By: Jon Jablon, Esq.
As you may know, the regulators have been impressively sparse in their opinions of reference-based pricing (or RBP, for short). Courts have scarcely weighed in at all, and the DOL has published a few bits of guidance, some more helpful than others, but it’s still the wild west out there in the RBP space.
One of the central themes – and in fact one of the only themes – of prior DOL guidance has been that balance-billed amounts do not count toward a patient’s out-of-pocket maximum. That’s from way back in the ACA FAQ #18, published in January 2014. Then, in April 2016, the DOL clarified a bit. Question 7 of FAQ #31 (which we have previously webinarred about, and yes, that’s a word, as of right now) indicates that the previous guidance still holds true.
Well, sort of.
Yes, amounts balance-billed by out-of-network providers are still exempt from being counted toward a patient’s cost-sharing maximum, but the wording “out-of-network providers” apparently specifically implies that there are some in-network providers, according to the DOL. Many RBP plans have no in-network providers whatsoever; the result is that balance-billed amounts are counted toward the patient’s out-of-pocket if there are no “in-network” options. What does “in-network” mean, though, in this context?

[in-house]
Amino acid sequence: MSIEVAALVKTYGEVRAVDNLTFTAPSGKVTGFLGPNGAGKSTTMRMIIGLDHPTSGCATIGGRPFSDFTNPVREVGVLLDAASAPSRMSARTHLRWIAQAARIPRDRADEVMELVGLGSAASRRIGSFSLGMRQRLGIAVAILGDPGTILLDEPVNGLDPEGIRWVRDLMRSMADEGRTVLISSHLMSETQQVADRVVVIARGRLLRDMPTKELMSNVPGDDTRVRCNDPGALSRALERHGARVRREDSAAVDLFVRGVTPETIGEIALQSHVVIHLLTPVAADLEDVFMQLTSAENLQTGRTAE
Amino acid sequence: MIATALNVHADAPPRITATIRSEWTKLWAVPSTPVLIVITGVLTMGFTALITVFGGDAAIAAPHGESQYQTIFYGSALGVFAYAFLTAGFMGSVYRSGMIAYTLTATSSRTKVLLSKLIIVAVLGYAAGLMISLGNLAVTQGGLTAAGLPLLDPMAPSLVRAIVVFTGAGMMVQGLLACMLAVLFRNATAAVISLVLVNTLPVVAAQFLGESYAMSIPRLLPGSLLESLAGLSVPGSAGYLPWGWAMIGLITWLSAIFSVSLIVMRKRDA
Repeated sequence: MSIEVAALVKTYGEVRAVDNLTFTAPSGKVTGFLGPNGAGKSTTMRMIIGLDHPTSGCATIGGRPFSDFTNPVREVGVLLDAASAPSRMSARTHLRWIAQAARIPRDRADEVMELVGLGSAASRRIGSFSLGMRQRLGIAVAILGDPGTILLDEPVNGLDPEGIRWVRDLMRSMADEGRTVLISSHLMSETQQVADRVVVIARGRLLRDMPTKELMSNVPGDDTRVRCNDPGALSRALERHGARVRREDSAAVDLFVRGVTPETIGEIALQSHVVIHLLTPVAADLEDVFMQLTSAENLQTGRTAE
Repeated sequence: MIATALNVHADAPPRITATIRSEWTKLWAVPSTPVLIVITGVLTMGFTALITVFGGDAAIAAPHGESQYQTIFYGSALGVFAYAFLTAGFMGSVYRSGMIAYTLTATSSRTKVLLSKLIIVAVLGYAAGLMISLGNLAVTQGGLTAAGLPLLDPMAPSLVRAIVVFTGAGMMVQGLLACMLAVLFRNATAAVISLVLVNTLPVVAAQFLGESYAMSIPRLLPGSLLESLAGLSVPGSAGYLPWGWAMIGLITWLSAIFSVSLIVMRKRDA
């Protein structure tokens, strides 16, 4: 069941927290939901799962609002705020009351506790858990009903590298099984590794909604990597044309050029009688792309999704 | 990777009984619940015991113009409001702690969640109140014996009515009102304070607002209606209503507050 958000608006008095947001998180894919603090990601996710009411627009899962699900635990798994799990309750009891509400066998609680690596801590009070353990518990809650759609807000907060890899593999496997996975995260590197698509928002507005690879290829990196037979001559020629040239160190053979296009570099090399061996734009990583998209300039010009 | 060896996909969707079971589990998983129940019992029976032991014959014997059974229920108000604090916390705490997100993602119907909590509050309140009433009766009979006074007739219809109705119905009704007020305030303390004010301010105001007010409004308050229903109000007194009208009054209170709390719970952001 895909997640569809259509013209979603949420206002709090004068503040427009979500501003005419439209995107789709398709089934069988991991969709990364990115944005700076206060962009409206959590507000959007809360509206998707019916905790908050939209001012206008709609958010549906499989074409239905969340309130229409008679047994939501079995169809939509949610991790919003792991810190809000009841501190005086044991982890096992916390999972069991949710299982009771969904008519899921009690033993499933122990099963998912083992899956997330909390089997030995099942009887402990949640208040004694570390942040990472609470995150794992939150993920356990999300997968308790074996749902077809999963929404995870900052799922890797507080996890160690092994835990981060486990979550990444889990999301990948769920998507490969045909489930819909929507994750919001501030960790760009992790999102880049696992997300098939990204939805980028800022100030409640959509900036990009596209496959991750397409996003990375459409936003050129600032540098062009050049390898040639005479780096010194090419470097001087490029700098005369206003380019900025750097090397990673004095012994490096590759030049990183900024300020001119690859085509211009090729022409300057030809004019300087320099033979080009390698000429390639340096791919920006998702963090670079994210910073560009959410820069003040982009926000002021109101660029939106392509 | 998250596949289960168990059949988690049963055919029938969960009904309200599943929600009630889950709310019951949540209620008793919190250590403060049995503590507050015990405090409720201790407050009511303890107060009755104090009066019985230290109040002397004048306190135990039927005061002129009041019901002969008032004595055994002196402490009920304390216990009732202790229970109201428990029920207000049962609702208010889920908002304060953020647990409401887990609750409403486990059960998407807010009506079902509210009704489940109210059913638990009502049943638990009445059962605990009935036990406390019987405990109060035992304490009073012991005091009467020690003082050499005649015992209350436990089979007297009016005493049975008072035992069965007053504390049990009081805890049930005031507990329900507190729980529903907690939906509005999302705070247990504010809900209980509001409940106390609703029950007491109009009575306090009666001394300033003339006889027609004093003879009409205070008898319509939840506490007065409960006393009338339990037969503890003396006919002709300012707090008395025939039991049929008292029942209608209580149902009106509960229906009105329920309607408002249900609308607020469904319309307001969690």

At first blush, the concept seems to create a problem for RBP, since having “in-network” providers is antithetical to RBP. In most cases, however, RBP is not administered in a vacuum; usually, RBP is administered, at least in part, by a vendor, and that vendor generally has some processes in place for avoiding member balance-billing. The plan must somehow ensure that members are not balance-billed above their out-of-pocket limits, unless they had options and consciously chose not to utilize them.
For instance, if a plan is using RBP for out-of-network claims only – that is, accessing a primary network, but paying based on a reference price for anything falling outside that network – the plan could, in theory, allow any patients to be balance-billed for any amounts, if those patients have chosen to go out-of-network. That’s because the plan has established options for the patient to avoid balance-billing – but if the patient has chosen to not utilize those options, that’s the patient’s prerogative.
The problem arises, however, in the context of a plan that uses no network and has no contracted providers; if a provider balance-bills a patient above the out-of-pocket maximum when the patient had no choice but to be balance-billed, that’s when an employer could be in a state of noncompliance.
Greatly simplified, the regulators have specified that plans using reference-based pricing must provide patients some reasonable way to avoid being balance-billed. If all providers are non-contracted and will balance-bill, the plan is not permitted to sit idly by and allow the balance-billing to occur without doing anything about it. The plan will have no choice but to settle those claims with providers on the back-end. If, however, patients have “reasonable access” (whatever that means) to providers that will not balance-bill the patient – whether through some sort of network, or direct contracts, or even case-by-case agreements – the plan will have met its regulatory obligations, and can continue to not count balance-billed amounts toward patients’ out-of-pocket maximums.
The take-away here is that if you’re doing RBP, make sure you’re doing it right! The legal framework may be the wild west, but your own individual RBP plans shouldn’t be. Contact The Phia Group’s consulting team (PGCReferral@phiagroup.com) to learn more.